CHALK by Bill Thompson Harcover

CHALK by Bill Thompson Harcover

  • $12.75


Three children discover a magical bag of chalk on a rainy day

Children's Literature - Uma Krishnaswami
In an illustration world that is dominated by computer manipulated art designed to look realistic, this book is both visually refreshing and intellectually challenging. Three children go to a park, find a bag of chalk and draw with it, with surprising results. Thomson makes meticulous use of acrylic paint and colored pencils to create each of the spreads in this wordless book. In a kind of visual sleight of hand his images manage to create the illusion of photographs juxtaposed with computer-generated art. The images are so finely wrought that they demand repeated looks, even as the viewer is drawn into the story. Because story it is, with none of its elements overlooked or neglected. From the rainy day on which the three children walk to the playground, the story wheels through sunshine, risk, danger, and then back to the drizzle in which they leave. The characters are not overlooked either. Each child in the trio is an individual with a distinct personality and unique capability for action. Subtle characterizations are conveyed by facial expressions and the twist and reach of bodies. Thomson conveys depths in this story that resonate significantly beyond its 40-page container. Reviewer: Uma Krishnaswami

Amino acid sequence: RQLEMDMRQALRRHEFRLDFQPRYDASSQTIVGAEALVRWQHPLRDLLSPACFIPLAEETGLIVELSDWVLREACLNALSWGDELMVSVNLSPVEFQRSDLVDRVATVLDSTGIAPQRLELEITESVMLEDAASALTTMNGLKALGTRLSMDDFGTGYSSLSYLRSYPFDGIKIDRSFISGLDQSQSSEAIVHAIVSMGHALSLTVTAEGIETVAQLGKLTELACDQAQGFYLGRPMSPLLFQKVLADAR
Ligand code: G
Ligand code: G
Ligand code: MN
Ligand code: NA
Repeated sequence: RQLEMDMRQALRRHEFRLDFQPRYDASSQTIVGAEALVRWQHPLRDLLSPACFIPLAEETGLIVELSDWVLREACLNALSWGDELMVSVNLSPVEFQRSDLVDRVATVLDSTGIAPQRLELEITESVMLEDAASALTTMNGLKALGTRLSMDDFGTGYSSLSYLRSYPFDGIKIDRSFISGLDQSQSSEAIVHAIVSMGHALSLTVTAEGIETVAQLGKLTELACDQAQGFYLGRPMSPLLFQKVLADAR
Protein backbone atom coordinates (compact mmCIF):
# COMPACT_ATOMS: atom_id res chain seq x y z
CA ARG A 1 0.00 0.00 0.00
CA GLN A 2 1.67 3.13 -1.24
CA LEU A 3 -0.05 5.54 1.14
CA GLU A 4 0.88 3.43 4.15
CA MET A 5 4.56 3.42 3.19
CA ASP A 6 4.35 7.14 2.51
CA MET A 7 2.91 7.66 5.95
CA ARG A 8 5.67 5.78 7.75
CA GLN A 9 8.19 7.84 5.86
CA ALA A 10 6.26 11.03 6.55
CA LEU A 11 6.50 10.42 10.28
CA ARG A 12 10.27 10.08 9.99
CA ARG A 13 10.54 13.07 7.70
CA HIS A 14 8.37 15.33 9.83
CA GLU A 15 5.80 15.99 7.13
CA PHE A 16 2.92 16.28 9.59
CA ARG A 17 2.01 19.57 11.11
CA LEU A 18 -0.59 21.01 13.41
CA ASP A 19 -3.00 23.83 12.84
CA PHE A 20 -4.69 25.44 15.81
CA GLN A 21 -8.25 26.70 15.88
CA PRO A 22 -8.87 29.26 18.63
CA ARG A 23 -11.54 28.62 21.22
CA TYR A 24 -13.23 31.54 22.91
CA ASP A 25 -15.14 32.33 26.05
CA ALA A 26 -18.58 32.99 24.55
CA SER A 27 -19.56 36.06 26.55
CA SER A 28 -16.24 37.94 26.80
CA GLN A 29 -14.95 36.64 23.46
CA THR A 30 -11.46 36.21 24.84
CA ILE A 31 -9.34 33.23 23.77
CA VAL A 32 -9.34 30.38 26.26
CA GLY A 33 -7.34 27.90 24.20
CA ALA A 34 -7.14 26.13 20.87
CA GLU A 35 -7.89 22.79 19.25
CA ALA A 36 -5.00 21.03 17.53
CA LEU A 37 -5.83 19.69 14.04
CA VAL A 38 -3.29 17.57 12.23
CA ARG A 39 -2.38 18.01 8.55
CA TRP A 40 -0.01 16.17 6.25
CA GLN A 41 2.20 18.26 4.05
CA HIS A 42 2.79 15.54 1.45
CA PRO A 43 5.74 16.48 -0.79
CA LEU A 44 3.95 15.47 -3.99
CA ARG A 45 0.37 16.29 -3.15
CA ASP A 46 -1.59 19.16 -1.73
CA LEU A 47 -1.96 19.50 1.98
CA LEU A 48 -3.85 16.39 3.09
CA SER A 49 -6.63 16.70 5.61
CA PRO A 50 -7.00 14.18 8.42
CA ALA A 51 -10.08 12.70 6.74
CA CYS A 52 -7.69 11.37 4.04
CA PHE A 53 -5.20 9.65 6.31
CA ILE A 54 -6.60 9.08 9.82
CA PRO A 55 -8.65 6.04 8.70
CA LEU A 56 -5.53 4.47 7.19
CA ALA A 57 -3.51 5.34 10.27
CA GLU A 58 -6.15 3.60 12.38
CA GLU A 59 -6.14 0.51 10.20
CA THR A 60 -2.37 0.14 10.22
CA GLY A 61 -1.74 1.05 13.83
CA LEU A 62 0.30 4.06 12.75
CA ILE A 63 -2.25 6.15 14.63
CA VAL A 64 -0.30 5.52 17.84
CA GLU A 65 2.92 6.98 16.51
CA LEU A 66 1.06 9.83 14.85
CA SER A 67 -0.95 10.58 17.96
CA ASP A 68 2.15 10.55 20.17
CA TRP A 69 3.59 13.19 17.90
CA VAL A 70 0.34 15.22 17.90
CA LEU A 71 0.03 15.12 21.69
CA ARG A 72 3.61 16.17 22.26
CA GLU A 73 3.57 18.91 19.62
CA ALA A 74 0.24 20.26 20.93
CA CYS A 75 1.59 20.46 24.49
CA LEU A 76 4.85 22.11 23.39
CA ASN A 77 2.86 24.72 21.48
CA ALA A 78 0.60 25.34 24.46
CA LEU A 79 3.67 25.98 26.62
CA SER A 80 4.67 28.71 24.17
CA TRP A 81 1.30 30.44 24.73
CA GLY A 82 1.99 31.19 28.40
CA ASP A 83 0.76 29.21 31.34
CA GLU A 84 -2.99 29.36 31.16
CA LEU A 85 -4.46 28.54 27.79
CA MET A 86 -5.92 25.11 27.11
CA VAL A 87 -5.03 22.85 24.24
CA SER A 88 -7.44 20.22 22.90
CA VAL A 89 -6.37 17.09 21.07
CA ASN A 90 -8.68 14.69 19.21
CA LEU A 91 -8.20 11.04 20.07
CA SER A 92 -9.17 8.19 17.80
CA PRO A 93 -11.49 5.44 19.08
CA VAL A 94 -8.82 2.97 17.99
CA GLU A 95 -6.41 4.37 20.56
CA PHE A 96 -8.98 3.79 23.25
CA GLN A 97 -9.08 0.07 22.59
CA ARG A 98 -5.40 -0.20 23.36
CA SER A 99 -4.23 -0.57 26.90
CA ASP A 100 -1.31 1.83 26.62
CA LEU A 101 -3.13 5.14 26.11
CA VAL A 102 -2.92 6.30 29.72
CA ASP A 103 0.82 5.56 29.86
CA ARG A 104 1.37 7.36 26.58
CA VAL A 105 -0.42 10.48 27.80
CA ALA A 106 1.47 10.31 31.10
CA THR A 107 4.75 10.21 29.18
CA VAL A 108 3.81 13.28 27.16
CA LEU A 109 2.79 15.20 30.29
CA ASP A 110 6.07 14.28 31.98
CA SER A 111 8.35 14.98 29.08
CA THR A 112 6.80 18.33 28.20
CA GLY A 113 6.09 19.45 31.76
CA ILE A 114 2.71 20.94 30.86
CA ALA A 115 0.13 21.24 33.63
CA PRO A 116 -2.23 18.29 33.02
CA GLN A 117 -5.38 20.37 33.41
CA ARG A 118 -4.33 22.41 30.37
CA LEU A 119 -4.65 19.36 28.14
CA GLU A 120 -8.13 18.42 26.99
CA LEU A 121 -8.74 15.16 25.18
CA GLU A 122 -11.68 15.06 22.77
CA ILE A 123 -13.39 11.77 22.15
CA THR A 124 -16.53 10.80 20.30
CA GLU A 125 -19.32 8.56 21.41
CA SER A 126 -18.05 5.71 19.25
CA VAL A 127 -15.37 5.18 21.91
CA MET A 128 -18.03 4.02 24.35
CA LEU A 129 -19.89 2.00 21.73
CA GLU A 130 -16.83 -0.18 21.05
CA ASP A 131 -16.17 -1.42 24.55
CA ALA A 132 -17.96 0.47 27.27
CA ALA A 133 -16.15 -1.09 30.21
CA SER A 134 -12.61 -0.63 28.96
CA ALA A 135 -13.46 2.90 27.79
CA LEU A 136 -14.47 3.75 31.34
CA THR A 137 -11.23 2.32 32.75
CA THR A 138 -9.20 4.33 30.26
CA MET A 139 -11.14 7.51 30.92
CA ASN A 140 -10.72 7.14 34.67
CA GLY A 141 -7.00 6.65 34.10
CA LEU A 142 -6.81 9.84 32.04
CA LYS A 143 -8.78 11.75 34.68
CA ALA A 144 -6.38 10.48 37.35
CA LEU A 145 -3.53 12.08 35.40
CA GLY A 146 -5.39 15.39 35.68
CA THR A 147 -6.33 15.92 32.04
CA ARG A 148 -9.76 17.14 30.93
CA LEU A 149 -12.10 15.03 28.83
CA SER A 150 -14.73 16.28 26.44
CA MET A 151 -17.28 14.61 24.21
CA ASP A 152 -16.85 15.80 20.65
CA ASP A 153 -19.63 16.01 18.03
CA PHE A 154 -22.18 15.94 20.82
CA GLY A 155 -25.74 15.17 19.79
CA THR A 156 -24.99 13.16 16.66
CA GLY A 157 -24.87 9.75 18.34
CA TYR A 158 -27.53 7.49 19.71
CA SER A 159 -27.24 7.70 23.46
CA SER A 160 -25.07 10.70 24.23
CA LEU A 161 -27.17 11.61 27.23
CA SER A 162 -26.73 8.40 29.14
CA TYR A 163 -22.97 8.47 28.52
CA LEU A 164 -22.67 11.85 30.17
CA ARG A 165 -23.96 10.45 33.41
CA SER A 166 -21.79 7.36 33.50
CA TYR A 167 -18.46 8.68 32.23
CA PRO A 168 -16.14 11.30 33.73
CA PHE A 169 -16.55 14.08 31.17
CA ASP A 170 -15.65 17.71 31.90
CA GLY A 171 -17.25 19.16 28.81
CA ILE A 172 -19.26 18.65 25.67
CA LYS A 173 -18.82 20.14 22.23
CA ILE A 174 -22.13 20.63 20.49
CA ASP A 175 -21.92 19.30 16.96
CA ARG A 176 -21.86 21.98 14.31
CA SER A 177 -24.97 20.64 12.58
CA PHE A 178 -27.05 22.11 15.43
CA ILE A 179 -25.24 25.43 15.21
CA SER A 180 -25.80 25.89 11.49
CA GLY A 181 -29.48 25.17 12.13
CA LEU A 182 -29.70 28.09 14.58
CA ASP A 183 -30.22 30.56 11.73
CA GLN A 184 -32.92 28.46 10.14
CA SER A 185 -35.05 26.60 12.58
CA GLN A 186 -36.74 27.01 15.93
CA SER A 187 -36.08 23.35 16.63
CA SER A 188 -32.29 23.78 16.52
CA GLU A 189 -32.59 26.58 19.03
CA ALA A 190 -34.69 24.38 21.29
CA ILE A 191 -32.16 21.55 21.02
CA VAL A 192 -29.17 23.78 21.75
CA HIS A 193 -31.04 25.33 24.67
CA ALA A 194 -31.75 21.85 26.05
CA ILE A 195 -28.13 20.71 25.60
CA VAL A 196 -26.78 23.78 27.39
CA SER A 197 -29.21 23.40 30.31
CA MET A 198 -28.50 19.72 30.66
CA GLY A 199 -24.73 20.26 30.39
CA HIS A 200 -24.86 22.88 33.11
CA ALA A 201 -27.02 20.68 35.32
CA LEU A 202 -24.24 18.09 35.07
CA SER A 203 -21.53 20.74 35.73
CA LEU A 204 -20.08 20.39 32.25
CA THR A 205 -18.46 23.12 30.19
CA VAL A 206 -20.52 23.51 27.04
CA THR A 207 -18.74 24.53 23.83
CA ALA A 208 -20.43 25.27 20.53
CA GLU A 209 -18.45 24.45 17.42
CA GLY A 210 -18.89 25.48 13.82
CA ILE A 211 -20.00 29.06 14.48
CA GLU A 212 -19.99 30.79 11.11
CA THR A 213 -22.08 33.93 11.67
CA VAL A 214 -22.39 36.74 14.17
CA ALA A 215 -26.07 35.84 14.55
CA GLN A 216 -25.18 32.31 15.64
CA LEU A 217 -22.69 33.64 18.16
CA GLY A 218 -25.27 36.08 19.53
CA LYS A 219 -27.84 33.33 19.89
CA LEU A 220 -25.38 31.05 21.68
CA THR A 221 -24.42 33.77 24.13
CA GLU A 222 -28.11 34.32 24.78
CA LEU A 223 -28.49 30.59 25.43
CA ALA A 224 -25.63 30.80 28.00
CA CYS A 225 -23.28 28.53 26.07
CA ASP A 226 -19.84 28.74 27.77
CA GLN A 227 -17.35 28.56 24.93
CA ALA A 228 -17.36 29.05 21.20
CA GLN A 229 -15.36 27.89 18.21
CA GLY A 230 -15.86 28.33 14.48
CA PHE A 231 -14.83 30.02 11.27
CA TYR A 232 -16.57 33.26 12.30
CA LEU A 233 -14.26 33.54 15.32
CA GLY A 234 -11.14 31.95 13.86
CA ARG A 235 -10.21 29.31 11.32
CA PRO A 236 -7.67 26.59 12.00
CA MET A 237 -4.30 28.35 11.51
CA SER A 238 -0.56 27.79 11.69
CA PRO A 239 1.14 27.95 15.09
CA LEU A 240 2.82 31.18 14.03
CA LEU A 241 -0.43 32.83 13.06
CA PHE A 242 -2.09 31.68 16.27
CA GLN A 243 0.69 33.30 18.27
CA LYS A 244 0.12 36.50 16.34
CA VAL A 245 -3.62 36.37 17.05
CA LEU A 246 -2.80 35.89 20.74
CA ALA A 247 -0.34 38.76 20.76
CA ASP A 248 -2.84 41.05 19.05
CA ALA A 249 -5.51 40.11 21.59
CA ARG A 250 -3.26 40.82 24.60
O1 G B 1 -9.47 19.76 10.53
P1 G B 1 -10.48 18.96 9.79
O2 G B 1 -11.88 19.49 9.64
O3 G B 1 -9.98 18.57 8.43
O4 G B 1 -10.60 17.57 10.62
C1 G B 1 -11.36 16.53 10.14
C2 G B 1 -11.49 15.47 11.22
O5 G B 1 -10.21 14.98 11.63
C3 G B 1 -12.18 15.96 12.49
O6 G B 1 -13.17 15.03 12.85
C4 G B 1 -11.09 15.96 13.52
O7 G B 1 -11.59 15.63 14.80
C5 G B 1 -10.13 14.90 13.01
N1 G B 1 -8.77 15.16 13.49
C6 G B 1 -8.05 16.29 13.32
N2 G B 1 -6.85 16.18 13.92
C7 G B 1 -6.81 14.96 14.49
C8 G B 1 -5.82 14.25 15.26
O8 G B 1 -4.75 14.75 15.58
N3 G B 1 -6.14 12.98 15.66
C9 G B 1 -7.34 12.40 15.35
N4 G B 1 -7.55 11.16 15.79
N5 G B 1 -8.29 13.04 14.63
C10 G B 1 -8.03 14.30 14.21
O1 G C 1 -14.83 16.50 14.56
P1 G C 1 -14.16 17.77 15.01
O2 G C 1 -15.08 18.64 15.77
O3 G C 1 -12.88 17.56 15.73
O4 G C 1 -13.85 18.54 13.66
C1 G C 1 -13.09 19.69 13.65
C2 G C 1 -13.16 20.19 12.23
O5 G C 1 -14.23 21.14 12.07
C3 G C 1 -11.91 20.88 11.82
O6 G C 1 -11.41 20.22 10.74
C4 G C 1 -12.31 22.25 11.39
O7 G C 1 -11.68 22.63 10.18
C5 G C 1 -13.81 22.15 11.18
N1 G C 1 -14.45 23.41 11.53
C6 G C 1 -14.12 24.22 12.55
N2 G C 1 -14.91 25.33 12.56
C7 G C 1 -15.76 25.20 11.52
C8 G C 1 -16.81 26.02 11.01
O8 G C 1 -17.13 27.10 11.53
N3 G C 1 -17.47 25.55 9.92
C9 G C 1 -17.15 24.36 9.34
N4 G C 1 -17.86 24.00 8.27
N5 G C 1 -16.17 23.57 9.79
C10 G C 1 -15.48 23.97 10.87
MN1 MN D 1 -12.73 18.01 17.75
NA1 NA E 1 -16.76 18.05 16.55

School Library Journal
PreS-Gr 4—This stunningly illustrated wordless picture book tells the story of three children who find a bag of magical chalk at the playground on a rainy day. Their drawings come to life, which seems great when a drawing of the sun stops the rain, but is scary when a dinosaur stalks them. A drawing of a rain cloud inside a play tube brings the rain back and dissolves the frightening creature. This imaginative story is the perfect showcase for Thomson's extraordinary pictures. Though they look like photos or computer-generated images, each one is actually composed using traditional techniques with acrylics and colored pencils. The artist's clever use of light, perspective, and expression, along with the protagonists' neat solution to their dilemma, creates a completely satisfying experience. Thomson is a master at visual storytelling.—Kathleen Kelly MacMillan, Carroll County Public Library, MD
Publishers Weekly